News of this people
Índios fecham ponte que liga PE a BA em protesto a falta de auxílio a aldeia
Governo retarda criação de áreas indígenas
Conselheiros indígenas do CNPI protestam contra alteração no sistema de demarcações de terras no governo Temer
- Other names
Where they are How many BA 1.195 (Siasi/Sesai, 2014)
- Linguistic family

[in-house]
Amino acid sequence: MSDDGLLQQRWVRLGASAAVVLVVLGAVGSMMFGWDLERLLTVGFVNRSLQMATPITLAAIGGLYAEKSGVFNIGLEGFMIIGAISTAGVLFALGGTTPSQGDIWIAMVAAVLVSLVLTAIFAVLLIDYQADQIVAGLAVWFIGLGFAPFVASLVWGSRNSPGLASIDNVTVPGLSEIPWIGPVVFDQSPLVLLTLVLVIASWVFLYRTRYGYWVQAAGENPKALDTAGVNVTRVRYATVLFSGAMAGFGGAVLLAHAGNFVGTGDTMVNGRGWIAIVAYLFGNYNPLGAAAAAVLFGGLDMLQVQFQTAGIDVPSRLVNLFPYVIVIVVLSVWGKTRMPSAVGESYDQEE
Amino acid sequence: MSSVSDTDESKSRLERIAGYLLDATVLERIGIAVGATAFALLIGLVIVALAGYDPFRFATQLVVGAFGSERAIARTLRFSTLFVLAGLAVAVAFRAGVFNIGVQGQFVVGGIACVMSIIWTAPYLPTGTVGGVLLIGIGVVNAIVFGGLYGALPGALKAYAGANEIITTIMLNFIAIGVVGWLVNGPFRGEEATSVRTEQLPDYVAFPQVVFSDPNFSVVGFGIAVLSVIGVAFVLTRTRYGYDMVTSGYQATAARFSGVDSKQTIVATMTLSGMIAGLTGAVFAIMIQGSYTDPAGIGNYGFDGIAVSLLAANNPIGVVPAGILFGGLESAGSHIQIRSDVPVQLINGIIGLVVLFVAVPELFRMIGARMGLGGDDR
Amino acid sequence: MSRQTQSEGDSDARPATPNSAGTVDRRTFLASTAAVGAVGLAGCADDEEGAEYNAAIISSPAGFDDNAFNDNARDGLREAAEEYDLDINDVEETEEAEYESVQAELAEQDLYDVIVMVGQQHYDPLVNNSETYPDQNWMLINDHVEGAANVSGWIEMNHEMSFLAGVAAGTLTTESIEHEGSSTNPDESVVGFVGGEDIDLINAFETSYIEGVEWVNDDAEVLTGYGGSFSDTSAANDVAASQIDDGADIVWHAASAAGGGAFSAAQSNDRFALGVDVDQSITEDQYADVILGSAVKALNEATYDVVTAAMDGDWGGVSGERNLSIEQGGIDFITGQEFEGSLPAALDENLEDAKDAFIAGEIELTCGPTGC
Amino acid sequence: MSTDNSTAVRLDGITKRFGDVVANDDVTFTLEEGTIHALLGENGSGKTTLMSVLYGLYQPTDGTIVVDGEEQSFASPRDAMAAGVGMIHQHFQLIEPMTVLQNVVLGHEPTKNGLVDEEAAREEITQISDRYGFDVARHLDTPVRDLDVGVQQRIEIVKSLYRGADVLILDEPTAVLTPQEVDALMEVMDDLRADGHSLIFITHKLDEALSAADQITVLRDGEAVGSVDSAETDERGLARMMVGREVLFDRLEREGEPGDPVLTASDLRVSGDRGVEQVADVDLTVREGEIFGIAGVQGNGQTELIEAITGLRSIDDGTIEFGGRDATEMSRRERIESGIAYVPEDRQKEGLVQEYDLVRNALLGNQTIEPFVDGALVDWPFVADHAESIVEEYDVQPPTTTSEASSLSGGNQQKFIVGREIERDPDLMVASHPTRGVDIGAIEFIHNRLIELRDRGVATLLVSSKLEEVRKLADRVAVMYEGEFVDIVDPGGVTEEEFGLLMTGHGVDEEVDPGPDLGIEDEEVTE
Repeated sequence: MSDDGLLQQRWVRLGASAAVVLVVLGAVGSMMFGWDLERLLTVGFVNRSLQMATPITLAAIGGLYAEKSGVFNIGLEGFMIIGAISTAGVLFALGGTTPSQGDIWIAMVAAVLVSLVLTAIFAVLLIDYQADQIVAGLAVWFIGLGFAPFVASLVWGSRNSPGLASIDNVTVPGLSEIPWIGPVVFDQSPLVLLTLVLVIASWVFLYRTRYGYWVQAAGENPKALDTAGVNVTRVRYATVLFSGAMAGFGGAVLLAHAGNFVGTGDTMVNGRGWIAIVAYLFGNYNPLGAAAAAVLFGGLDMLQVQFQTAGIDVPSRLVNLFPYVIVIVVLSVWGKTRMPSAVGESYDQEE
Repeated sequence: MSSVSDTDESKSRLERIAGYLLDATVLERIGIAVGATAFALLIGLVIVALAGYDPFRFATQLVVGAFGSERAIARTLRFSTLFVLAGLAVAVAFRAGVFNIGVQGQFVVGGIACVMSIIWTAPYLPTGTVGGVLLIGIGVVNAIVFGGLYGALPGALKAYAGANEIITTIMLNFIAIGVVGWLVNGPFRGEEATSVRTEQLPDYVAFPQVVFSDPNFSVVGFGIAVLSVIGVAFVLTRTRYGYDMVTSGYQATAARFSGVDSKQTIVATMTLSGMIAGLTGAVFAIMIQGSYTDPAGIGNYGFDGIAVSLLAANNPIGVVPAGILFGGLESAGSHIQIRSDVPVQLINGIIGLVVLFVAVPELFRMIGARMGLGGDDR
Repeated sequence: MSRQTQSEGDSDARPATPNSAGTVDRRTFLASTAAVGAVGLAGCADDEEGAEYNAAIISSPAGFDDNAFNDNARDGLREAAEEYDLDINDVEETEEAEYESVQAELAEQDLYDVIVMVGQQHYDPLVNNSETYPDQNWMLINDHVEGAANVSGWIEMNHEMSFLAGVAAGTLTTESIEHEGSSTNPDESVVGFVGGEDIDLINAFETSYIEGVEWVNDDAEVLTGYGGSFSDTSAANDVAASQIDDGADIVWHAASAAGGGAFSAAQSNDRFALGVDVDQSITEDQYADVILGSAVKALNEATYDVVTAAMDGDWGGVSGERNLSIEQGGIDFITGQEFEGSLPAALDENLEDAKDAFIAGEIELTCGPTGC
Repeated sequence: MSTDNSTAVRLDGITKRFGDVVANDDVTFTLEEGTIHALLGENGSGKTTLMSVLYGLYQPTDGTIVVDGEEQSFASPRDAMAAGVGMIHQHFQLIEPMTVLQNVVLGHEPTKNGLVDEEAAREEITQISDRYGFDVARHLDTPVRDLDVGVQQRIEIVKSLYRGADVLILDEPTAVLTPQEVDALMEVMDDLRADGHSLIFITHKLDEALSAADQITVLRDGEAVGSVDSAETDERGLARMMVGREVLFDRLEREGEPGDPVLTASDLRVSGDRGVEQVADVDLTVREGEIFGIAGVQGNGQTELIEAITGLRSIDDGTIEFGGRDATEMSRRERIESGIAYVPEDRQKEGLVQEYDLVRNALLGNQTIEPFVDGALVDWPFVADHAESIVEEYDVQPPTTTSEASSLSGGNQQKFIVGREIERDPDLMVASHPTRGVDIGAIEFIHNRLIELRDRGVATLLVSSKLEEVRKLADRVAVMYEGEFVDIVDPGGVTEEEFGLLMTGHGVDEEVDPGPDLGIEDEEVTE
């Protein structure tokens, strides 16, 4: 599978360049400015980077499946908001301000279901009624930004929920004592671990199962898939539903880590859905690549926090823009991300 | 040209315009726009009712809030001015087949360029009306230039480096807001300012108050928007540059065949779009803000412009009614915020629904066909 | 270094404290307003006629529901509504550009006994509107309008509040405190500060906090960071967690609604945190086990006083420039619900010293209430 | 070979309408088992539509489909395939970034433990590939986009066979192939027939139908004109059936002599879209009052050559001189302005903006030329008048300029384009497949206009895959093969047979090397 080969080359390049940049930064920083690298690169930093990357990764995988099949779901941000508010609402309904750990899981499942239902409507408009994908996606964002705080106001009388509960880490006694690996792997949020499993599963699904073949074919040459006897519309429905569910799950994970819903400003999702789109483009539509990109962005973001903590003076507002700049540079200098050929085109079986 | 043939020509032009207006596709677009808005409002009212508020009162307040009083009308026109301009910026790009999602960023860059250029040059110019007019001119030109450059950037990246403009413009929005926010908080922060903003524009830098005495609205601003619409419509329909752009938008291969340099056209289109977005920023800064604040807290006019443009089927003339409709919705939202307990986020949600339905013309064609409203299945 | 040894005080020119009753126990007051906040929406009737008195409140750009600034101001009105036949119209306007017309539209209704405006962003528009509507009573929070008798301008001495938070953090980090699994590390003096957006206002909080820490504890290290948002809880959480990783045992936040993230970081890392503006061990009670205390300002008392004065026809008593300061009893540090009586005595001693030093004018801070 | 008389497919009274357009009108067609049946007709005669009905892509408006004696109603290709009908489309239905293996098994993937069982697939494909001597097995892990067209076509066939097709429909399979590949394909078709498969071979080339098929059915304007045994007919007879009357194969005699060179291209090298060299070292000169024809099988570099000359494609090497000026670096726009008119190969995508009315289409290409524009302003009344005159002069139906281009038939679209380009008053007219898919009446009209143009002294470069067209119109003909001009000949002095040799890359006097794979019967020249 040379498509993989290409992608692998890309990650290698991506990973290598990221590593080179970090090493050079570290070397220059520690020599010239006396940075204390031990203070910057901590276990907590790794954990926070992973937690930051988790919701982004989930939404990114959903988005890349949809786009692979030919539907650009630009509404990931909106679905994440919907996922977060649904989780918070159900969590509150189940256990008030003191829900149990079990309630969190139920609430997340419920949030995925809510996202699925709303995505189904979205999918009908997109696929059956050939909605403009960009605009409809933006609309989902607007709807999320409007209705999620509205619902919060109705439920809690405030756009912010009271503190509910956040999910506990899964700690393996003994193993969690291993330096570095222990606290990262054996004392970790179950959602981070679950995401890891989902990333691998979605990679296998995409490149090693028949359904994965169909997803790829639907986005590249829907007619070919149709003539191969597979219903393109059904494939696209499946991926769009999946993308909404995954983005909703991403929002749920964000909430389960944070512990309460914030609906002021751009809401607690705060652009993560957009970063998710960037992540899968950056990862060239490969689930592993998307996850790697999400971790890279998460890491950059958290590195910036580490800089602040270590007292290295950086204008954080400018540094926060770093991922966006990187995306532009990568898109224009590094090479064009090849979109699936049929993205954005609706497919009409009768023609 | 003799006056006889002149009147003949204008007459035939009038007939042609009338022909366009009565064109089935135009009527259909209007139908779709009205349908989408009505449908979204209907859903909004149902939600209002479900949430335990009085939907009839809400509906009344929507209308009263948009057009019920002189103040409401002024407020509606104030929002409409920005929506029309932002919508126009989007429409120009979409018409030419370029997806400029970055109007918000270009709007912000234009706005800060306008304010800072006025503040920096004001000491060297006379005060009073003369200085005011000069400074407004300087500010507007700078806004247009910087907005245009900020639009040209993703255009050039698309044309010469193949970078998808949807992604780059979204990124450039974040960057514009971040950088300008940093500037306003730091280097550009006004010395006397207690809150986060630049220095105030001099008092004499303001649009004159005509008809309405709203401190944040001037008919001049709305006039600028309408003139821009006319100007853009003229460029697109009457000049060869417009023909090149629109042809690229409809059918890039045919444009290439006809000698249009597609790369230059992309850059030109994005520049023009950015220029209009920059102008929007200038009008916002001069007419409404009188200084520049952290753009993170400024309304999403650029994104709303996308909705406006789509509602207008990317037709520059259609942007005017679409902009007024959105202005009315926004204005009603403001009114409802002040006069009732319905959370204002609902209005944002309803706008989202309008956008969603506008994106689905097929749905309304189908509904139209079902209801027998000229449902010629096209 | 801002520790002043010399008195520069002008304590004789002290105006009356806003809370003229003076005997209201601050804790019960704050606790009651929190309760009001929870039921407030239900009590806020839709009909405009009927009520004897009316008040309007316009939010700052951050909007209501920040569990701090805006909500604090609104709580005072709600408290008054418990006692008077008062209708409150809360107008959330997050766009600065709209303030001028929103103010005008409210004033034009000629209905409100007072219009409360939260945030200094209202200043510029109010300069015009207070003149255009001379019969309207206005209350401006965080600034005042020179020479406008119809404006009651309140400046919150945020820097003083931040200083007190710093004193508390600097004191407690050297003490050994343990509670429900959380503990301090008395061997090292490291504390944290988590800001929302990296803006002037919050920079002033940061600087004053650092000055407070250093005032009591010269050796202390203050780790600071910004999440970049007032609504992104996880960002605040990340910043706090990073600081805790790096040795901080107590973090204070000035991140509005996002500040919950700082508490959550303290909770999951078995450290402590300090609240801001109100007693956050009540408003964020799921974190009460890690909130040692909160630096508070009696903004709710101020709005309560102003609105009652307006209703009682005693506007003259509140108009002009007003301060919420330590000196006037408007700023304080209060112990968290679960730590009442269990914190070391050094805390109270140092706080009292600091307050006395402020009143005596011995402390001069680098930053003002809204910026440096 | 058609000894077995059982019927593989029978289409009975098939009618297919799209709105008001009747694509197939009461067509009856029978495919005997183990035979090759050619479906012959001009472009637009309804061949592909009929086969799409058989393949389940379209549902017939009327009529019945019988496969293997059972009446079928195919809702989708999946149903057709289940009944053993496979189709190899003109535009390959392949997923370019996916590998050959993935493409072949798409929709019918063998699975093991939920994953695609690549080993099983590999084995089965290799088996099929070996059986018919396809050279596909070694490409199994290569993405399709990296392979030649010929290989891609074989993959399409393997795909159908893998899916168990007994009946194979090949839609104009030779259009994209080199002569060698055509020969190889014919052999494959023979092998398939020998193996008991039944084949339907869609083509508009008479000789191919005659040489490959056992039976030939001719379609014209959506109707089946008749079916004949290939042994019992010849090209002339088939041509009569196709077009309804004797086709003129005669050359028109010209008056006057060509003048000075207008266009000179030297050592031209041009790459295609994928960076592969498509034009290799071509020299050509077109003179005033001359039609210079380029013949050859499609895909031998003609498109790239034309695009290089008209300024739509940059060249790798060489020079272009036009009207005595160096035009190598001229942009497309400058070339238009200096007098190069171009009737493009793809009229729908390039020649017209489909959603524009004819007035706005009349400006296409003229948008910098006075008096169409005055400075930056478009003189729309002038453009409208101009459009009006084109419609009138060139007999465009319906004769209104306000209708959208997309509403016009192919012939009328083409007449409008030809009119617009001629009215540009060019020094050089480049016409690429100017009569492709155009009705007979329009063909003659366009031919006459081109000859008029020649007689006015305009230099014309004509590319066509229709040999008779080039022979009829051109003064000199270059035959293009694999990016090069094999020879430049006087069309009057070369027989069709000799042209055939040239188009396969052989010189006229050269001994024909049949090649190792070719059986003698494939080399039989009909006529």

In December, 2001, the Funai included the Tumbalalá in the roster of indigenous communities recognized and assisted by the Brazilian state. Official recognition occurred after mobilization began in mid-1998 directed towards the adoption of projects of collective articulation that focused on a history, destiny and common origins for the people who today form a community with social frontiers in process and still without a territory demarcated. Inhabiting the back-country of Pambú, an area on the Bahian bank of the lower-to-mid São Francisco occupied in the past by various indigenous missions and the target of extensive cattle raising during the 17th, 18th and 19th centuries, the Tumbalalá are historically connected to an extensive indigenous network of interethnic communication, thus being part and parcel of regional relations of ritual and political trade that sustain their ethnogenesis on the plane of emerging indigenous identities and place them in the ethnographic domain of the Indians of the Brazilian Northeast.